- For the "comune" in Italy, see Lupara, Molise.
Lupara (Italian pronunciation: [luˈpaːra]) is an Italian word used to refer to a sawn-off shotgun of the break-open type. It is traditionally associated with La Cosa Nostra, the Italian organized crime group dominant in Sicily for their use of it in vendettas, defense —such as its use against Benito Mussolini's army when he decided to break up the Sicilian mafioso network—and hunting.
The shortened barrel (or barrels) of a lupara lend themselves to easier handling in wooded areas, or to easier concealment and indoor deployment in urban areas. The absence of choke and the shortened barrel contribute to a wider spread of shot than that of a choked full-length gun.
The word lupara means literally "for the wolf", reflecting its traditional use in wolf hunting. The word achieved wider recognition through Mario Puzo's bestselling novel The Godfather in which the lupara is used extensively by the mafia in Sicily, including Michael Corleone's bodyguards in Sicily, Calo and Fabrizio.
Lupara can indicate also the type of ammunition fired by this gun, usually #3 or #4 buck. Giuseppe Tomasi di Lampedusa, in his novel The Leopard (Il Gattopardo), writes: "...they found him dead...with twelve bullets in his back"—...lo hanno trovato morto...con dodici lupare nella schiena. (Lupare is the plural of lupara, so the phrase means "twelve buckshots of lupara").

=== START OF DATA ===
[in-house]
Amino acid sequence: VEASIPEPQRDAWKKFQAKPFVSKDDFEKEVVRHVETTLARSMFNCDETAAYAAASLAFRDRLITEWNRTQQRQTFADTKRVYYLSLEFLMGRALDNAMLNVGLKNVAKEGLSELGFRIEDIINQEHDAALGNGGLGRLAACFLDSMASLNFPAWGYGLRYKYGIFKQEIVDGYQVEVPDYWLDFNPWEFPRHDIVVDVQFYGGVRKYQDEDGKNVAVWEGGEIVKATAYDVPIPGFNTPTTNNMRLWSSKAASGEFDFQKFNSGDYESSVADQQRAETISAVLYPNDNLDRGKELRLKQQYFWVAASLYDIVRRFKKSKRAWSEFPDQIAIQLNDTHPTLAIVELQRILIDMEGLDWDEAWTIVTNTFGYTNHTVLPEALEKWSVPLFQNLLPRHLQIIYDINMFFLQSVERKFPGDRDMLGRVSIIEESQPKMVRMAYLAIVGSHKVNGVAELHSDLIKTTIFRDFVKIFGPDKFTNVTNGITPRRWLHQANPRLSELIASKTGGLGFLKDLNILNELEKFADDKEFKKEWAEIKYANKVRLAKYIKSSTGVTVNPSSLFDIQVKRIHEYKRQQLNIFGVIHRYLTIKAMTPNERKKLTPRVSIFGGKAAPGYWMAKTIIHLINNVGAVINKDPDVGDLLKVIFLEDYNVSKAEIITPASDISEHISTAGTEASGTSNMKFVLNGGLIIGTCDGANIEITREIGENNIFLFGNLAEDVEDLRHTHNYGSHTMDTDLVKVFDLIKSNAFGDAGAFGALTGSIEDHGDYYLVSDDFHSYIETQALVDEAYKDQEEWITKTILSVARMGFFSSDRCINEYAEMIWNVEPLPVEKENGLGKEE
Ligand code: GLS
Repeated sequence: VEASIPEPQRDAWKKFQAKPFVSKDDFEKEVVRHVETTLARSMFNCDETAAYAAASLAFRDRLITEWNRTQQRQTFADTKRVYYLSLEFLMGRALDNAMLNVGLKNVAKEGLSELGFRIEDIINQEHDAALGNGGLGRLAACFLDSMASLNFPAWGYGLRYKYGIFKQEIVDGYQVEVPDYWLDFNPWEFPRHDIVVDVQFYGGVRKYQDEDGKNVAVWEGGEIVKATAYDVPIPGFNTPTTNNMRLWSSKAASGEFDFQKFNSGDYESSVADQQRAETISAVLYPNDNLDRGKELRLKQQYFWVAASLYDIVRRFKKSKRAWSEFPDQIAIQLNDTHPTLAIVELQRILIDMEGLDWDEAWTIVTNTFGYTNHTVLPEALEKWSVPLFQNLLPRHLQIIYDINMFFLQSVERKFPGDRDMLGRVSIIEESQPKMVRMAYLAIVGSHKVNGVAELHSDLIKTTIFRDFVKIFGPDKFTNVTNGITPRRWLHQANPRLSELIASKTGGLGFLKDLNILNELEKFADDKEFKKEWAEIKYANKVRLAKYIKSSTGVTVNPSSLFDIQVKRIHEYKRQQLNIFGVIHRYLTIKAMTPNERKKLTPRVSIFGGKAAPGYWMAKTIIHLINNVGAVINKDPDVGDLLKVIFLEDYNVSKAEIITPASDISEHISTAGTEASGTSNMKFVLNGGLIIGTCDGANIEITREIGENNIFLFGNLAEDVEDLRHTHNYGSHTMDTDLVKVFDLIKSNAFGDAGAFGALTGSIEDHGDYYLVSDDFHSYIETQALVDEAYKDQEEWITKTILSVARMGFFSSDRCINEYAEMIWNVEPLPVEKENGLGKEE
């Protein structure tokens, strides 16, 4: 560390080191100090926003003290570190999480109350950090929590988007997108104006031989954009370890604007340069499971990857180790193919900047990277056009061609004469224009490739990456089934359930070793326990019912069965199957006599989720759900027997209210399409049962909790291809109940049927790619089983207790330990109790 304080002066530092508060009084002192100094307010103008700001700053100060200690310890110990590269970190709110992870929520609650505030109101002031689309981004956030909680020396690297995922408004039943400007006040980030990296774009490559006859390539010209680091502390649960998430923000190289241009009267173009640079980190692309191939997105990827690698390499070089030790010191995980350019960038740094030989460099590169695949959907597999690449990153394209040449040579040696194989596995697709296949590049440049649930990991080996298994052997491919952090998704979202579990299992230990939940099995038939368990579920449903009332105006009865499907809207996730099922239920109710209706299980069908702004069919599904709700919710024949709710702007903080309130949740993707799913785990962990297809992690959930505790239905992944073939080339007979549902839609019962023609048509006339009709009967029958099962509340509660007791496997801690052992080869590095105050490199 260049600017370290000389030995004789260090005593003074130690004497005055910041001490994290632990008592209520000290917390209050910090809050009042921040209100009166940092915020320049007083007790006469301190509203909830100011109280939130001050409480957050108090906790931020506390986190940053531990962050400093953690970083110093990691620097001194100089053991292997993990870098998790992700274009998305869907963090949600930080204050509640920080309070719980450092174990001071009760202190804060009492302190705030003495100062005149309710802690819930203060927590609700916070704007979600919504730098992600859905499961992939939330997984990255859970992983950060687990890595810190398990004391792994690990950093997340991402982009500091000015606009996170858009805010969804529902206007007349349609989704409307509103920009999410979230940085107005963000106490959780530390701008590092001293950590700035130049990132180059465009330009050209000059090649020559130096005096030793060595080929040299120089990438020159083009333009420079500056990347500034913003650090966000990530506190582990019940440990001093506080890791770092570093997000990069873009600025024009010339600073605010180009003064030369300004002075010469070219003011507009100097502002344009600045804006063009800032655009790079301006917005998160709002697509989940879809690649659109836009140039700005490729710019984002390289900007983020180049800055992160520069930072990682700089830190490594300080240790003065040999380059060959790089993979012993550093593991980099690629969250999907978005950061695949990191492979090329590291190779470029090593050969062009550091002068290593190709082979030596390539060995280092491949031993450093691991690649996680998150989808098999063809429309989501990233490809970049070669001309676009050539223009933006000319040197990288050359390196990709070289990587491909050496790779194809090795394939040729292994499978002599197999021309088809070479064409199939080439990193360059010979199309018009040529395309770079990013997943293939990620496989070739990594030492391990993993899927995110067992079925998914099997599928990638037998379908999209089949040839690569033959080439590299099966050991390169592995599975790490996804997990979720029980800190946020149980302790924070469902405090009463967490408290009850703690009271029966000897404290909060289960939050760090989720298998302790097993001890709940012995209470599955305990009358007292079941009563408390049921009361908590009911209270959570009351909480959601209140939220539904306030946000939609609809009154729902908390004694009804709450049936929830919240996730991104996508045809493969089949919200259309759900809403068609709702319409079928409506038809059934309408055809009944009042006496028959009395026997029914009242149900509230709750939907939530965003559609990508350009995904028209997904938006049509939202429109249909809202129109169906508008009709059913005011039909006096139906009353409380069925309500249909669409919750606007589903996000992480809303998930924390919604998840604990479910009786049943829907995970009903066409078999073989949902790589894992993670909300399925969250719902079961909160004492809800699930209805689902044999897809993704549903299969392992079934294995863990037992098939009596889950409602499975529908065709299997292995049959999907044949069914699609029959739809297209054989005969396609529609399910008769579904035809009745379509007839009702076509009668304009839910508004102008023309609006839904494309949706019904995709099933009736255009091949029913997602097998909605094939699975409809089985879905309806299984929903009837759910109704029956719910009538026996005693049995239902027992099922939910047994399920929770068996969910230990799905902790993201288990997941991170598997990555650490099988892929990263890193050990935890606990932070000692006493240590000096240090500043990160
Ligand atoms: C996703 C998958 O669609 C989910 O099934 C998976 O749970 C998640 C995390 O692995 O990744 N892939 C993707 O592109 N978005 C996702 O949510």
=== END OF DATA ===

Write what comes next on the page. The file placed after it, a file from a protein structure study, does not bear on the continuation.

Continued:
From the word lupara comes the Italian expression lupara bianca (white lupara), a term especially used by journalists to refer to a mafia-style slaying in which the victim's body is deliberately hidden.
An early example of criminal use of the weapon in the United States was the assassination of the New Orleans chief of police, David Hennessy, in October 1890. After Chief Hennessy was shot in an ambush, four luparas were found at the murder scene. The murder punctuated a rivalry between gangs of Sicilian fruit company stevedores whose contracts did not fall under the auspices of the local longshoreman's union. A pile of sawn-off shotguns was displayed after the murder, including a homemade gun with a folding iron stock, and another with a hook on its stock to brace against the arm when firing one-armed. Anti-Italian provocation, following the failed prosecution of a group of suspected men, resulted in a mob assault on the New Orleans Parish Prison and the subsequent lynching of eleven Italian prisoners.
- Chalker, Dennis; Dockery (2002). One Perfect Op : an Insider's Account of the Navy Seal Special Warfare Teams. New York: Morrow. p. 251. ISBN 0-671-02465-5. CS1 maint: discouraged parameter (link)
- Puzo, Mario (2002). The Godfather. New York: NAL. pp. 192, 203, 329, 335, 337, 349. ISBN 978-0-451-20576-6. CS1 maint: discouraged parameter (link)
- Vocabolario Treccani online (ed.). "Lupara".
- Smith, Tom (2007). The Crescent City Murders. The Lyons Press. ISBN 978-1-59228-901-1.
- Reppetto, Thomas (2004). American Mafia.Henry Holt and Company LLC. ISBN 0-8050-7210-1, pg. 1
- Chief Hennessy avenged, The New York Times, March 15, 1891
- Anti-Italian Mood Led to 1891 Lynchings Archived 2012-02-19 at the Wayback Machine, Times Picayune Newspaper, March 14, 1991
- The dictionary definition of lupara at Wiktionary